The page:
bureaucracy

noun
bu·​reau·​cra·​cy | \byu̇-ˈrä-krə-sē, byə-, byər-ˈä-\
plural bureaucracies

Definition of bureaucracy 

1a : a body of nonelective government officials

b : an administrative policy-making group

2 : government characterized by specialization of functions, adherence to fixed rules, and a hierarchy of authority

3 : a system of administration marked by officialism, red tape, and proliferation

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The Roots of Bureaucracy

Bureaucracy was borrowed from the French bureaucratie, which itself was formed by combining bureau (“desk”) and -cratie (a suffix denoting a kind of government). The English word can refer to an entire body of unelected government officials or to the problematic system (often filled with red tape) that may result from administration by bureaucrats. From its earliest appearances, bureaucracy has carried a distinctly negative connotation. An 1815 London Times article, for example, declares: “. . . it is in this bureaucracy, Gentlemen, that you will find the invisible and mischievous power which thwarts the most noble views, and prevents or weakens the effect of all the salutary reforms which France is incessantly calling for.”

Examples of bureaucracy in a Sentence

As Europe slipped deeper into the war, the uranium panel twiddled its thumbs. It was so mired in bureaucracy that by the spring of 1940, it had managed to approve only the $6,000 in research funds earmarked for Fermi and Szilard, so they could purchase uranium and graphite for their fission experiments. — Jennet Conant, Tuxedo Park, 2002 In recent books and articles a small but outspoken chorus of former CIA case officers has portrayed the once proudly swashbuckling agency as a timid, politically correct bureaucracy, overly concerned with being held to account by the press and Capitol Hill. — Evan Thomas, Newsweek, 29 Apr. 2002 Proving that even lumbering federal bureaucracies can move quickly when they have to, the Occupational Safety and Health Administration (OSHA) last week took advantage of Congress' extended holiday break to introduce its long-awaited—and, perhaps, long-dreaded—ergonomic standards. Editor & Publisher, 27 Nov. 1999 She was fed up with all the red tape and bureaucracy. Both candidates pledge to simplify the state's bloated bureaucracy.
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Recent Examples on the Web

There’s no bureaucracy just Brilliant ideas turned into reality in a matter of days. Christopher Carbone, Fox News, "Thai cave rescue: Elon Musk's kid-sized submarine prompts jeers, praise," 10 July 2018 And bureaucracy helps bolster the efficacy of upstart laws by building a bulwark to protect their arbitrariness. Ian Bogost, The Atlantic, "Driving Without a Smartphone," 10 July 2018 After decades of relying on the New Deal/Great Society playbook rather than working to craft a plan better suited to a changing economy, Democrats had developed a reputation for being reflexively antibusiness and pro-bureaucracy. Neil Swidey, BostonGlobe.com, "How Democrats would be better off if Bill Clinton had never been president," 10 July 2018 But mistakes can happen when military bureaucracies get into spats about who gets to do what. Joe Pappalardo, Popular Mechanics, "5 Space Forces From Sci-Fi and What We Can Learn From Them," 6 July 2018 The goal then was to get geeks from Silicon Valley to take tours of duty in Washington, cut through the morass of military bureaucracy, and build technology that’s actually user-friendly and doesn’t take years to produce. Issie Lapowsky, WIRED, "The Pentagon Is Building a Dream Team of Tech-Savvy Soldiers," 2 July 2018 Any expert on bureaucracy will tell you that governmental institutions are very resistant to being eliminated. Julia Azari, Vox, "How “abolish ICE” illustrates the importance of party politics," 2 July 2018 Then, unscrupulous legislators, led by Lake County’s state former senator and now Supervisor of Elections Alan Hays, hijacked the money to feed bloated state bureaucracy, pay off state debt and keep the corporate welfare flowing. Lauren Ritchie, OrlandoSentinel.com, "Environment, voters score big win over contemptuous legislators," 29 June 2018 Tracking the movements of every person at all times in the nineteenth and early twentieth centuries would have required feats of manpower and bureaucracy beyond all but the most despotic regimes’ dreams. Matt Ford, The New Republic, "The Supreme Court Cares About Your Digital Privacy," 22 June 2018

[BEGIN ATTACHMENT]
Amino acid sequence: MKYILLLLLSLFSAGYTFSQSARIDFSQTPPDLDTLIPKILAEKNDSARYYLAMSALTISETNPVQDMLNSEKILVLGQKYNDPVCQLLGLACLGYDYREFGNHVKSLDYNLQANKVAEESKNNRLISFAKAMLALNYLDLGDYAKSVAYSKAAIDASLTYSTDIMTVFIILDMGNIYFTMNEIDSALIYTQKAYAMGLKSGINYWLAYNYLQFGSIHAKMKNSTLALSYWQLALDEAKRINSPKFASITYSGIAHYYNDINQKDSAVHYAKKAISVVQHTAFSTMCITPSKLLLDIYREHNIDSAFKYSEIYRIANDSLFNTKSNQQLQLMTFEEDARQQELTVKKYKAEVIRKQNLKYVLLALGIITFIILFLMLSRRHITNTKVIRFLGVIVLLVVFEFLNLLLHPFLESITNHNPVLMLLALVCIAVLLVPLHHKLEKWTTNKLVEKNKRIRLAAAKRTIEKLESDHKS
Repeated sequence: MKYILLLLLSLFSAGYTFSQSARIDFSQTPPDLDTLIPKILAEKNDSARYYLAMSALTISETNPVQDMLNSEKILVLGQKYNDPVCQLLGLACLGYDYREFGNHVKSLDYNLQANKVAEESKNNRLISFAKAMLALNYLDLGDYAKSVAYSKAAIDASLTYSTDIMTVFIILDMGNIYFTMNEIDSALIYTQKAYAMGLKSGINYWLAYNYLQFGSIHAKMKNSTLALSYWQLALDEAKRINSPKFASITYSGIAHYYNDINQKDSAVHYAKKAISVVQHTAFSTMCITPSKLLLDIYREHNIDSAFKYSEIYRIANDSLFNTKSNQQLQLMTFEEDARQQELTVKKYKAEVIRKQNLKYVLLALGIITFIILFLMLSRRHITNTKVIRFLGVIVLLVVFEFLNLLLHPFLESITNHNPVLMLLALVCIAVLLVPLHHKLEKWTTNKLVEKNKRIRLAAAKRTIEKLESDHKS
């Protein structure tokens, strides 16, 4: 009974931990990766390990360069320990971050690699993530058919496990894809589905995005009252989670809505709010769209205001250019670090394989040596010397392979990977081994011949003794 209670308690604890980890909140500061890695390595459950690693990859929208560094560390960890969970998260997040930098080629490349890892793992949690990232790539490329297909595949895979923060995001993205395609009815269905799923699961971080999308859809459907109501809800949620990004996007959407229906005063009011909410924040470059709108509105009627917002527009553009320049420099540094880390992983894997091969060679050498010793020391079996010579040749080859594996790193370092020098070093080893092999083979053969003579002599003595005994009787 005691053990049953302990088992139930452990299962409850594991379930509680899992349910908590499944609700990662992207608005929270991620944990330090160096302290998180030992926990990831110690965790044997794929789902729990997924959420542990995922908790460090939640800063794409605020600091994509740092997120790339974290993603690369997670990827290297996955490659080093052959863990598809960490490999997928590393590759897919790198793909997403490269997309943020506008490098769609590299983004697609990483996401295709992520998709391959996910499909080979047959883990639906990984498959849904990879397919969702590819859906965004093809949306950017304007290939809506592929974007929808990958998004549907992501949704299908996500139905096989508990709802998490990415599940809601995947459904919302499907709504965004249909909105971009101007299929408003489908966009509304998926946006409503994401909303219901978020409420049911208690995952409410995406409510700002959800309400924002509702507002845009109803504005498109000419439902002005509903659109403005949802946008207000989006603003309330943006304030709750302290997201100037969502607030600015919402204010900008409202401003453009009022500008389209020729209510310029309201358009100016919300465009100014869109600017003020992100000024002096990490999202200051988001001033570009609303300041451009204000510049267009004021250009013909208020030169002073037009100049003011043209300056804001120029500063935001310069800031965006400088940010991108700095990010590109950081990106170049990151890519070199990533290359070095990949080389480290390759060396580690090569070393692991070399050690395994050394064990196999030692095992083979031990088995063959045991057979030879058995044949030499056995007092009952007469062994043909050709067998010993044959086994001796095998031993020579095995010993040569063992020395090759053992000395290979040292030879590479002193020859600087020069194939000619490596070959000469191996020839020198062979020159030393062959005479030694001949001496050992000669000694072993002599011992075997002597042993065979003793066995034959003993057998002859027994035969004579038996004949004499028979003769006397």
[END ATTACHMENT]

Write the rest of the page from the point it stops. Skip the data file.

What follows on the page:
These example sentences are selected automatically from various online news sources to reflect current usage of the word 'bureaucracy.' Views expressed in the examples do not represent the opinion of Merriam-Webster or its editors. Send us feedback.

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First Known Use of bureaucracy

1815, in the meaning defined at sense 1a

History and Etymology for bureaucracy

borrowed from French bureaucratie, from bureau bureau + -cratie -cracy

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bureau

bureaucracy

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bureaucratese

bureaucratic

Statistics for bureaucracy

Last Updated

2 Nov 2018

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Time Traveler for bureaucracy

The first known use of bureaucracy was in 1815

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More Definitions for bureaucracy

bureaucracy

noun

English Language Learners Definition of bureaucracy

: a large group of people who are involved in running a government but who are not elected

: a system of government or business that has many complicated rules and ways of doing things

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